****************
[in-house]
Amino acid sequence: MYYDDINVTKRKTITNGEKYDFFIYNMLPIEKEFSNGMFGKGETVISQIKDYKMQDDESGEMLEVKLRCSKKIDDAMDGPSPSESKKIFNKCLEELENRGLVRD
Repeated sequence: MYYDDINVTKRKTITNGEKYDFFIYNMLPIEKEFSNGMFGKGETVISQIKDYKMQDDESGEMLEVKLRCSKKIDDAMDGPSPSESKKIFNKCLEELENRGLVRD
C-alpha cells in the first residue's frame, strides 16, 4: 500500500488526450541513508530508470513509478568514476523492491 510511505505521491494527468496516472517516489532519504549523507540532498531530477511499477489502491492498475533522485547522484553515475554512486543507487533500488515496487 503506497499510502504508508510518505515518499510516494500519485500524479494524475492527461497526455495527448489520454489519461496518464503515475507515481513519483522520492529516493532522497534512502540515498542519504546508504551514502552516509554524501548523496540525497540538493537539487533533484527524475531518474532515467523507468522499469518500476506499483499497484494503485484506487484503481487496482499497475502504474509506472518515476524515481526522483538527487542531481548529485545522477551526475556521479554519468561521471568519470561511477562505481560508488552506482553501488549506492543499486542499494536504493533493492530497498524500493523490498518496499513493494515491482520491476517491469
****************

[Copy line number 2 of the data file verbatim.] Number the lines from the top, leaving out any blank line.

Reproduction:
Amino acid sequence: MYYDDINVTKRKTITNGEKYDFFIYNMLPIEKEFSNGMFGKGETVISQIKDYKMQDDESGEMLEVKLRCSKKIDDAMDGPSPSESKKIFNKCLEELENRGLVRD